"Get out of here, ok? Electrode and Iris are more than enough to finish up here." Sentinel sure sounded like he didn't want me around either. Was there something about my mere existence that was offensive to my family?

I passed off our collective loads to Electrode. He was using his energy fields to detonate them and contain the blasts. He'd be exhausted soon. Well, I could go check on my other half before I relieved him. Hopefully if I was off exploding things, I wasn't irritating everyone around me.

* * *

A caped shadow passed by medical enclave number seven, and I turned back to my half-sleeping, overly-drugged wife. "Um… WHY is Batman still here?" It wasn't like he was doing anything, to my knowledge.

She sighed, then slowly turned her head towards me. She had a nasty line of stitches running all the way from her solar plexus to her shoulder. She was also bruised up at all points between her collar bone and hip on the left side. Whatever had happened, she wasn't in the mood to talk about it, and it had been pretty nasty. On a separate note--I didn't think I'd be getting lucky any time soon with those kinds of injuries.

"Cass was throwing up yesterday morning, and she made the mistake of saying 'the next time we do this…' so Tim hasn't been home since."

I winced. When you'd already married her, and she was already six months pregnant, that wasn't the time to start having 'responsibility issues'. He already had a six year old. It wasn't like he could just pretend his life didn't exist. "I'd like to know just one normal person," I muttered under my breath.

"EXCUSE YOU," she said forcefully.

I blushed a little. "Look, I didn't mean it like that. I mean… people who aren't having problems."

When I glanced over at her, she was scowling.

"Jordan Rayner hits pay dirt yet again," I moaned, whistling under my breath. "I don't mean you. I mean… I know you're working through stuff." Two afternoons a week in therapy… she'd BETTER be working through stuff.

"Jordy, don't you have something you have to be doing?" She pulled her hand out of mine. I was being dismissed.

"Aww, geeze, man! I didn't mean it like that! What's WITH everybody today!" I cried in frustration as I stood up. Her head flopped back onto the pillow in frustration. We were both getting so far.

"Thanks to YOU, I get to spend quality time RESTING," she said bitterly. "I can't do that with you in here… TALKING." She turned her head away from me and winced. I could tell it hurt her.

I looked at the ring, and then let my uniform slither around me. "That's ok," I told her stonily. "I have WORK to do."

"And what the hell do you think I was doing when this happened?" she asked quietly, never looking at me. "Unless you're the only one who thinks you can do anything, because you're Powered."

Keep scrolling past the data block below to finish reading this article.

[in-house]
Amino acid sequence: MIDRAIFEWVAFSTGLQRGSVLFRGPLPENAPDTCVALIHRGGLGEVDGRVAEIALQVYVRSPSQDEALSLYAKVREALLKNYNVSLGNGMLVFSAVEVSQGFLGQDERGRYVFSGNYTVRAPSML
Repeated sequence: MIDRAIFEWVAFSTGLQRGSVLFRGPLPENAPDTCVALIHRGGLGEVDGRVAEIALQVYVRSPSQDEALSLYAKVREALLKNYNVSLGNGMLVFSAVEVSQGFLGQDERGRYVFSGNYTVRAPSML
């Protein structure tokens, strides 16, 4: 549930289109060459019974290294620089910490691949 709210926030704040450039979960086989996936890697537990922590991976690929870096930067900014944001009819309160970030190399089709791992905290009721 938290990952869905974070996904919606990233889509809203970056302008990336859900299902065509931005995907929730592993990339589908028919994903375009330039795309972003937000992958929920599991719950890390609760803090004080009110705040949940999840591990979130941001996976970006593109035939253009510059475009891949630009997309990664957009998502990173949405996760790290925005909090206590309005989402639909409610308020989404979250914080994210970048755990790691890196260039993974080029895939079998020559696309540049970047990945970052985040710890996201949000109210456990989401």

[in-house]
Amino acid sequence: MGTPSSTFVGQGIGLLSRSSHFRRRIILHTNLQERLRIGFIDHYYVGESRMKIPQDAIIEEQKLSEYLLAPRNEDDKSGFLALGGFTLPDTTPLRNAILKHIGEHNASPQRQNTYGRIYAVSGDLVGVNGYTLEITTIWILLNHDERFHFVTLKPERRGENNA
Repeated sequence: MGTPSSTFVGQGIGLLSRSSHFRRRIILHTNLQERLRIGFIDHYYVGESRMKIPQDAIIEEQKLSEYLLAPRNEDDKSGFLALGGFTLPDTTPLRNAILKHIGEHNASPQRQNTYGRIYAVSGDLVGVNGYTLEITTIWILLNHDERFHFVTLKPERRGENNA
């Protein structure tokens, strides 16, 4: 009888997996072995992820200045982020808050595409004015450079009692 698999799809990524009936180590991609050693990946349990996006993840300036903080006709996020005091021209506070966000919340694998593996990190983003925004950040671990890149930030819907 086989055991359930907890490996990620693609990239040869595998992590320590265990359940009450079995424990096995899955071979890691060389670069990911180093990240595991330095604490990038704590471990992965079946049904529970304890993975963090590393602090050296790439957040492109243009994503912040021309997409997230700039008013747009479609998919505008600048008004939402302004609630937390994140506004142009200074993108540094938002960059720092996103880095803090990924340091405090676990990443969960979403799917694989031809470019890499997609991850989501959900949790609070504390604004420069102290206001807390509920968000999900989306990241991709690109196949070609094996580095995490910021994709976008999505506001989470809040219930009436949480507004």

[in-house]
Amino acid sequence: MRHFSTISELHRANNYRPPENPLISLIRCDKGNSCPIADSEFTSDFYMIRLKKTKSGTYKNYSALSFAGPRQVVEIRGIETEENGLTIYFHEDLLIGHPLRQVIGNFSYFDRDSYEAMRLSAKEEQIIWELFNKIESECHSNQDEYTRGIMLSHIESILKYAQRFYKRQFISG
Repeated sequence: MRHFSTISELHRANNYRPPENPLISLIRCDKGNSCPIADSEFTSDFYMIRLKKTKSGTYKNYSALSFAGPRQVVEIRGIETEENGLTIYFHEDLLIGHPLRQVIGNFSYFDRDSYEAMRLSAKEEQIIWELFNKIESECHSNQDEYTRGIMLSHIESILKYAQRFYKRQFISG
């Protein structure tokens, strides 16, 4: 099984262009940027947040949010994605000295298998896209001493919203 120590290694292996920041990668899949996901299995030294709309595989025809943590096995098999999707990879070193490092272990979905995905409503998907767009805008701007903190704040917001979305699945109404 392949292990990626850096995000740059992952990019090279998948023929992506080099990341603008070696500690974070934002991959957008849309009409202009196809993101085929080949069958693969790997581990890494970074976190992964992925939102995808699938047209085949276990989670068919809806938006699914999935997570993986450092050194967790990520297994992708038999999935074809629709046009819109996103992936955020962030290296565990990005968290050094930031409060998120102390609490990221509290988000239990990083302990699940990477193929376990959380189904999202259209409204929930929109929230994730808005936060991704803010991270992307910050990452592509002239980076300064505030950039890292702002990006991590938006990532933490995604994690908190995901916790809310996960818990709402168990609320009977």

"That's not what I mean! You're taking me out of context, and you KNOW it." Geeze, she sounded just like the old man. He always had some kind of 'thing' with powered people existing in the same universe as him, and right now, she was channeling it, bad.

"Then WHAT do you mean?" she asked with that same quiet forcefulness.

I threw my hands up in the air. "I don't know what I mean. Look, I'm just hoping you're grumpy about needing stitches and drugged up and THAT is why you're going Uber on me. Cause I didn't do anything." Without waiting for any further insults from her, I left. Why me? Why today?

* * *

Sitting down at the computer in the recreation room, I made the conscious decision to procrastinate on getting back out into space and clearing away the mines. I opened a channel I couldn't believe I was opening without a gun to my head.

"I build it, you break it," a familiar voice said. "Daedelus speaking. You guys reconsidered your position on my last invoice yet?"

"Jimmy, you're such a punk," I told him. "Why the hell aren't you up here?" Hearing my voice, he opened a visual channel as well. He looked like he hadn't shaved in a week, and he had a kid in one arm.

"The Justice League and I are having a difference of opinion right now. They don't pay, I don't provide. Period. End of story."

I ran a hand through my hair. "You billed them twice what the weapons upgrade was worth, Jimmy. You're busting their budget."

"See, they're corrupting you. That job was worth what I charged. And everything WORKED, didn't it? I got the stats from this morning's battle—I deserve that money for the time I saved you guys." The baby turned in his arms, and I could see the little guy chewing on his own hand happily. I couldn't tell which one it was—they both looked alike (them being twins and all).

I smiled to see the baby so happy, and then waved to him. There were some things that made me feel better when the world was against me—little kids and cookies. Cookies had gotten me nothing but a hard time in the kitchen, and my dad's bad mood. Maybe little kids would do the trick this time. "Jimmy, just charge them cost this time. It'll be good for business."